If echocardiography was done before primary PCI, then the ultimate approach will be coronary angiography followed by surgery in a timely matter. On the other hand, one would argue that gentle inflation of a balloon seems as a reasonable approach as we have demonstrated in our case. Finally, there is always the danger of breaking the mass and causing embolisation. Hence, an interventional radiologist is recommended to be available throughout the treatment.[6]

Declaration of patient consent

The authors certify that they have obtained all appropriate patient consent forms. In the form the patient has given his consent for his images and other clinical information to be reported in the journal. The patient understands that his name and initial will not be published and due efforts will be made to conceal his identity, but anonymity cannot be guaranteed.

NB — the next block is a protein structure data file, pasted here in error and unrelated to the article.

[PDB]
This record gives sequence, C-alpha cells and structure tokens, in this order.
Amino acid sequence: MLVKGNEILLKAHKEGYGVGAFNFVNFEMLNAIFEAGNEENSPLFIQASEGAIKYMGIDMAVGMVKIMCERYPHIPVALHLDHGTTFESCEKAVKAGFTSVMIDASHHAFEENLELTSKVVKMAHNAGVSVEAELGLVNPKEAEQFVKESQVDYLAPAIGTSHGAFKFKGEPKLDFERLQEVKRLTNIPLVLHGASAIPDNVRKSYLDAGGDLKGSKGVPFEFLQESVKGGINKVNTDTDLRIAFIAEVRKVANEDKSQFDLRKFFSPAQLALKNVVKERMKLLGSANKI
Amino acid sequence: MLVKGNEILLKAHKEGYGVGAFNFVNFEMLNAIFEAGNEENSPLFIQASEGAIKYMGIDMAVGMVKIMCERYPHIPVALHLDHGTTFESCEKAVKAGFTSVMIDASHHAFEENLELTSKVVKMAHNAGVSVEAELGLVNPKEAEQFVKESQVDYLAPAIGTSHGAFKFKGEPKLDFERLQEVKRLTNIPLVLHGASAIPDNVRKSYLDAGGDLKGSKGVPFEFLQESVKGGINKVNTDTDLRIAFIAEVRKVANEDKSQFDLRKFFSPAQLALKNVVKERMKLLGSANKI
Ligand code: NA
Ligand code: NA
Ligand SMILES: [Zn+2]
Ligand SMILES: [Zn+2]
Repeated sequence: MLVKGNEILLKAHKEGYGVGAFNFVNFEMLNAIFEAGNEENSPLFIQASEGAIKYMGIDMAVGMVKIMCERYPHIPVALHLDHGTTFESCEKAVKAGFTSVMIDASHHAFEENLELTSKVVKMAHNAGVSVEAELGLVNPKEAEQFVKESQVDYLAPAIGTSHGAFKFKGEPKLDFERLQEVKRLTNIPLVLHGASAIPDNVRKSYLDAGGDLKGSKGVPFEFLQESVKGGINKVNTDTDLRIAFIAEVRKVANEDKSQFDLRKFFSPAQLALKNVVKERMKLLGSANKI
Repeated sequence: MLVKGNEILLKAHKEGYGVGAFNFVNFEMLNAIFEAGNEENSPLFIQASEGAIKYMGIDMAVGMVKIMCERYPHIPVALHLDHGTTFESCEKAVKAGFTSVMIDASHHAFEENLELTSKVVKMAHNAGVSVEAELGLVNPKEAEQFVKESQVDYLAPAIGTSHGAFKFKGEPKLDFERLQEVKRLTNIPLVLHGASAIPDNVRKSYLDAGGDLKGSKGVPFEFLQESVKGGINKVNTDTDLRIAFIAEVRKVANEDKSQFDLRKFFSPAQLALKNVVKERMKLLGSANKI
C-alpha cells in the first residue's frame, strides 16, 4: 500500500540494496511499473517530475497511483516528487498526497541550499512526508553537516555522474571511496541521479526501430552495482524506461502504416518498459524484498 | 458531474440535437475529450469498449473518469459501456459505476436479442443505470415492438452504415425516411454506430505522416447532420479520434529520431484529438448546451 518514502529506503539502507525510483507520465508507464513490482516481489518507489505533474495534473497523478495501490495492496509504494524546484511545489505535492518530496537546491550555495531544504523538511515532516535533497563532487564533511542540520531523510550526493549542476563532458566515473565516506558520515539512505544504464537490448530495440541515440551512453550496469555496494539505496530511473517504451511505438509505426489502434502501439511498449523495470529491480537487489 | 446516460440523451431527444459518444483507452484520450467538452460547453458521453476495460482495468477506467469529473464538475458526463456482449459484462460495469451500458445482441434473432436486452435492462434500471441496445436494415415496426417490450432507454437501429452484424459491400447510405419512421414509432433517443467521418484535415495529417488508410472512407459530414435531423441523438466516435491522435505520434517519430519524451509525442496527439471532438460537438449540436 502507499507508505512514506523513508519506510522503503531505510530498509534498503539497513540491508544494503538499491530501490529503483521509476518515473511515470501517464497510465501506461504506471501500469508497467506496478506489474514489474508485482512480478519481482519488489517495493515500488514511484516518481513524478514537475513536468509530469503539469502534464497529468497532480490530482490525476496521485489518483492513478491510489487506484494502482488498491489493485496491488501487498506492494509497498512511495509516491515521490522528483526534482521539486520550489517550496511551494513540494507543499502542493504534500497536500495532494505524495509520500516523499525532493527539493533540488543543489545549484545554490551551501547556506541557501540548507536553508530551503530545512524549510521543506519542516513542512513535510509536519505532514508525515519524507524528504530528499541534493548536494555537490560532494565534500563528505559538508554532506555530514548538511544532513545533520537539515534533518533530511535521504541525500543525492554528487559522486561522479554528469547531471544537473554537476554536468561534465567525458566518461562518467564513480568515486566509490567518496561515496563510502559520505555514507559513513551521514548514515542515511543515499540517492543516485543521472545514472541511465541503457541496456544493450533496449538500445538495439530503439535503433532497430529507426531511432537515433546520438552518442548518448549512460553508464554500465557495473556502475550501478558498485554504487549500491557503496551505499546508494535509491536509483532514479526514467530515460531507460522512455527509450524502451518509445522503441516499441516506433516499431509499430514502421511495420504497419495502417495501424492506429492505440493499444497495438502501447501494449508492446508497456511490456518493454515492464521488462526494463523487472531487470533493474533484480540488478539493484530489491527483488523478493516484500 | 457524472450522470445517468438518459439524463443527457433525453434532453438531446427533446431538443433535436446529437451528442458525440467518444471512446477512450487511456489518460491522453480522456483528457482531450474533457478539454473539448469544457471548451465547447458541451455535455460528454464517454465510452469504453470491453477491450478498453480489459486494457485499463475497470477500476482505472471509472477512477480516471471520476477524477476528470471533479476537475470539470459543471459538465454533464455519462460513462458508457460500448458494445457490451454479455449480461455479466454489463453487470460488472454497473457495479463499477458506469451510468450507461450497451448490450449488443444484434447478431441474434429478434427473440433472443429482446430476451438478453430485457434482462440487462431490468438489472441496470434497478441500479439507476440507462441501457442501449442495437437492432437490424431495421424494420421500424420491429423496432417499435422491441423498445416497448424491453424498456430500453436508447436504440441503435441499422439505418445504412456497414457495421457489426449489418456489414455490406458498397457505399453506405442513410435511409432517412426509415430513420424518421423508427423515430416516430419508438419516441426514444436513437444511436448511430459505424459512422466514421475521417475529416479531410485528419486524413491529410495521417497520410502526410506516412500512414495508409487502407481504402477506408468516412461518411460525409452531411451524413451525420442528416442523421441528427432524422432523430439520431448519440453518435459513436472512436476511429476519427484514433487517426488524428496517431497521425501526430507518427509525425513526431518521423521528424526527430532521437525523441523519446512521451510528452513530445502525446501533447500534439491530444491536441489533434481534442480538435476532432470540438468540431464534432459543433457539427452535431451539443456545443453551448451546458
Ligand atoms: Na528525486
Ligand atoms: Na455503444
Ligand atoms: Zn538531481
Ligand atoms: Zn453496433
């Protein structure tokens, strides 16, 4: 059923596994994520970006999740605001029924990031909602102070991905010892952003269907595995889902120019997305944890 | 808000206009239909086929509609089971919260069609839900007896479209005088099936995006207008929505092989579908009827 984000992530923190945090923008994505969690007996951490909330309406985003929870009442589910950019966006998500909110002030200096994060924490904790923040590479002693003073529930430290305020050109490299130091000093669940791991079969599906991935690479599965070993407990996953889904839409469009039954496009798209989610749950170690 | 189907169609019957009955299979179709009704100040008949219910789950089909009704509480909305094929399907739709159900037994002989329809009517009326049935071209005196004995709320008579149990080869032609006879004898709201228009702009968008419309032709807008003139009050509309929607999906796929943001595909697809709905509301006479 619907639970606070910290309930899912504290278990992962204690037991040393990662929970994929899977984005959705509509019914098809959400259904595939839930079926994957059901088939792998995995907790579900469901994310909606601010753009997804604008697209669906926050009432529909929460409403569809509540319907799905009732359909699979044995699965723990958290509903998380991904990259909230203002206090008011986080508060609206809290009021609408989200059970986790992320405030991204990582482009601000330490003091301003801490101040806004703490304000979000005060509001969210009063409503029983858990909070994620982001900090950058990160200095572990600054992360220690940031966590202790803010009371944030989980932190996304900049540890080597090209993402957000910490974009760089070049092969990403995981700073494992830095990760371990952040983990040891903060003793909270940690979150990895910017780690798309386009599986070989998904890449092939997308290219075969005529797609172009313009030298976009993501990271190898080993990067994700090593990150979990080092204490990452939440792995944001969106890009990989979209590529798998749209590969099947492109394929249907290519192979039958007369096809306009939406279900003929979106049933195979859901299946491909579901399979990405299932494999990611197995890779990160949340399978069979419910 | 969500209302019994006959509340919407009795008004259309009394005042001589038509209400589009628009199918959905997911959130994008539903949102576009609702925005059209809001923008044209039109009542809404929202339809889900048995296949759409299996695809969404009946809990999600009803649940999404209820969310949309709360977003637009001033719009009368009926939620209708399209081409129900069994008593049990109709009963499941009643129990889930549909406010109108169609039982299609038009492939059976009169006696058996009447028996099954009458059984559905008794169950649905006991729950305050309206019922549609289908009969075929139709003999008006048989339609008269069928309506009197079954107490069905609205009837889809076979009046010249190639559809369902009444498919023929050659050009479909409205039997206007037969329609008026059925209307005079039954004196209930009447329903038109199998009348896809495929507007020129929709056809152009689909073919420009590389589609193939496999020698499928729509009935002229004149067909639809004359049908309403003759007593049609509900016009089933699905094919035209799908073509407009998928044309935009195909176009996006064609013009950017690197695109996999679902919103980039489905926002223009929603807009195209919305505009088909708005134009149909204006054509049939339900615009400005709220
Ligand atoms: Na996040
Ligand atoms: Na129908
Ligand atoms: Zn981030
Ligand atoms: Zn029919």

Financial support and sponsorship

Nil.

Conflicts of interest

There are no conflicts of interest.



 
  References Top

1.
Ibanez B, James S, Agewall S, Antunes MJ, Bucciarelli-Ducci C, Bueno H, et al. ESC Scientific Document Group. 2017 ESC Guidelines for the management of acute myocardial infarction in patients presenting with ST-segment elevation: The Task Force for the management of acute myocardial infarction in patients presenting with ST-segment elevation of the European Society of Cardiology (ESC). Eur Heart J 2018;39:119-77.  Back to cited text no. 1
    
2.